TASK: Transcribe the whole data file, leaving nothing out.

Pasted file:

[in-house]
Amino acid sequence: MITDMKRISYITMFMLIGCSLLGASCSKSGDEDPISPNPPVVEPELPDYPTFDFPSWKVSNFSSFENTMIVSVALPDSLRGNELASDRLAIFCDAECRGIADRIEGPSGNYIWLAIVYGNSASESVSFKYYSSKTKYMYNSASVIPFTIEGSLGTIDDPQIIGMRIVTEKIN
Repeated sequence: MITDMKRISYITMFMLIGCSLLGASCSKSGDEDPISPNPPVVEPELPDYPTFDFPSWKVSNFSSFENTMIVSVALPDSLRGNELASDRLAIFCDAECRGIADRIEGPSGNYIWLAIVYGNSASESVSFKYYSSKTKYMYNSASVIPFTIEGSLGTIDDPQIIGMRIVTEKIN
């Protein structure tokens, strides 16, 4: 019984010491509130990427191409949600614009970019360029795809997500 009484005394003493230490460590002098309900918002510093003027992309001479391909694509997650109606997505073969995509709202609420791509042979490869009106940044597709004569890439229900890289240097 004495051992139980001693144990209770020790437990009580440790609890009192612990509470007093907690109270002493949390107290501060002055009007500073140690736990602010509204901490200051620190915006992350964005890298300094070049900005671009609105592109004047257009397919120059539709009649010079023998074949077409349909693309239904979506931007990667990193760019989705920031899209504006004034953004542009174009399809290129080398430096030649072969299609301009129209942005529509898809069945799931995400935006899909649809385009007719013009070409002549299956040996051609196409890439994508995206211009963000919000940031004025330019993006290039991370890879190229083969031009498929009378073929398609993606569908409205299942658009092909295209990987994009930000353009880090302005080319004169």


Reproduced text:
[in-house]
Amino acid sequence: MITDMKRISYITMFMLIGCSLLGASCSKSGDEDPISPNPPVVEPELPDYPTFDFPSWKVSNFSSFENTMIVSVALPDSLRGNELASDRLAIFCDAECRGIADRIEGPSGNYIWLAIVYGNSASESVSFKYYSSKTKYMYNSASVIPFTIEGSLGTIDDPQIIGMRIVTEKIN
Repeated sequence: MITDMKRISYITMFMLIGCSLLGASCSKSGDEDPISPNPPVVEPELPDYPTFDFPSWKVSNFSSFENTMIVSVALPDSLRGNELASDRLAIFCDAECRGIADRIEGPSGNYIWLAIVYGNSASESVSFKYYSSKTKYMYNSASVIPFTIEGSLGTIDDPQIIGMRIVTEKIN
């Protein structure tokens, strides 16, 4: 019984010491509130990427191409949600614009970019360029795809997500 009484005394003493230490460590002098309900918002510093003027992309001479391909694509997650109606997505073969995509709202609420791509042979490869009106940044597709004569890439229900890289240097 004495051992139980001693144990209770020790437990009580440790609890009192612990509470007093907690109270002493949390107290501060002055009007500073140690736990602010509204901490200051620190915006992350964005890298300094070049900005671009609105592109004047257009397919120059539709009649010079023998074949077409349909693309239904979506931007990667990193760019989705920031899209504006004034953004542009174009399809290129080398430096030649072969299609301009129209942005529509898809069945799931995400935006899909649809385009007719013009070409002549299956040996051609196409890439994508995206211009963000919000940031004025330019993006290039991370890879190229083969031009498929009378073929398609993606569908409205299942658009092909295209990987994009930000353009880090302005080319004169």